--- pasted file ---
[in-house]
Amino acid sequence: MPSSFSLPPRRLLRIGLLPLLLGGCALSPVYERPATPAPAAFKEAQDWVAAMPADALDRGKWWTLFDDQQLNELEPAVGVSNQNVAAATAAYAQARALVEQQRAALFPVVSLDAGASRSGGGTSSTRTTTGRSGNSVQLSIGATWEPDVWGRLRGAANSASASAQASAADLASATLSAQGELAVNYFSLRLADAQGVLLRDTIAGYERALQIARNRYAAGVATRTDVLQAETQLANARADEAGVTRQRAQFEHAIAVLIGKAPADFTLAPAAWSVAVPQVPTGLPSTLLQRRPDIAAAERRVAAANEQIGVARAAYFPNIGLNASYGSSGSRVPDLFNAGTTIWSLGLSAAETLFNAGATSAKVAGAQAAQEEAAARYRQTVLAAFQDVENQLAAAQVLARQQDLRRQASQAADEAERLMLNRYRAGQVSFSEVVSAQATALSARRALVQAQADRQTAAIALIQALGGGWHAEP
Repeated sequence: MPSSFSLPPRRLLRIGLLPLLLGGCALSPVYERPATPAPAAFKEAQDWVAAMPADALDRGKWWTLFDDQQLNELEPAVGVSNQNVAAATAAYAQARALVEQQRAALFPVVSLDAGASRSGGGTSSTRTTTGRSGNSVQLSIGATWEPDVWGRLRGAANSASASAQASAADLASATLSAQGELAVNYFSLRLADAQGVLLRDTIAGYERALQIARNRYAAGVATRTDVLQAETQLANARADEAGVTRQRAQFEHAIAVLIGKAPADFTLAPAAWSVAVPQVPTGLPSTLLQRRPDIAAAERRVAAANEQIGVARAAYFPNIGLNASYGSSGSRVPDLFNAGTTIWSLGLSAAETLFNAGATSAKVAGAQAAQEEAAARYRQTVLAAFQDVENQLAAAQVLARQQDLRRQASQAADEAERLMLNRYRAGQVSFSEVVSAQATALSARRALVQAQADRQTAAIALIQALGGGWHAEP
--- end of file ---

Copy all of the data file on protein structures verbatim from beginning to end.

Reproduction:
[in-house]
Amino acid sequence: MPSSFSLPPRRLLRIGLLPLLLGGCALSPVYERPATPAPAAFKEAQDWVAAMPADALDRGKWWTLFDDQQLNELEPAVGVSNQNVAAATAAYAQARALVEQQRAALFPVVSLDAGASRSGGGTSSTRTTTGRSGNSVQLSIGATWEPDVWGRLRGAANSASASAQASAADLASATLSAQGELAVNYFSLRLADAQGVLLRDTIAGYERALQIARNRYAAGVATRTDVLQAETQLANARADEAGVTRQRAQFEHAIAVLIGKAPADFTLAPAAWSVAVPQVPTGLPSTLLQRRPDIAAAERRVAAANEQIGVARAAYFPNIGLNASYGSSGSRVPDLFNAGTTIWSLGLSAAETLFNAGATSAKVAGAQAAQEEAAARYRQTVLAAFQDVENQLAAAQVLARQQDLRRQASQAADEAERLMLNRYRAGQVSFSEVVSAQATALSARRALVQAQADRQTAAIALIQALGGGWHAEP
Repeated sequence: MPSSFSLPPRRLLRIGLLPLLLGGCALSPVYERPATPAPAAFKEAQDWVAAMPADALDRGKWWTLFDDQQLNELEPAVGVSNQNVAAATAAYAQARALVEQQRAALFPVVSLDAGASRSGGGTSSTRTTTGRSGNSVQLSIGATWEPDVWGRLRGAANSASASAQASAADLASATLSAQGELAVNYFSLRLADAQGVLLRDTIAGYERALQIARNRYAAGVATRTDVLQAETQLANARADEAGVTRQRAQFEHAIAVLIGKAPADFTLAPAAWSVAVPQVPTGLPSTLLQRRPDIAAAERRVAAANEQIGVARAAYFPNIGLNASYGSSGSRVPDLFNAGTTIWSLGLSAAETLFNAGATSAKVAGAQAAQEEAAARYRQTVLAAFQDVENQLAAAQVLARQQDLRRQASQAADEAERLMLNRYRAGQVSFSEVVSAQATALSARRALVQAQADRQTAAIALIQALGGGWHAEP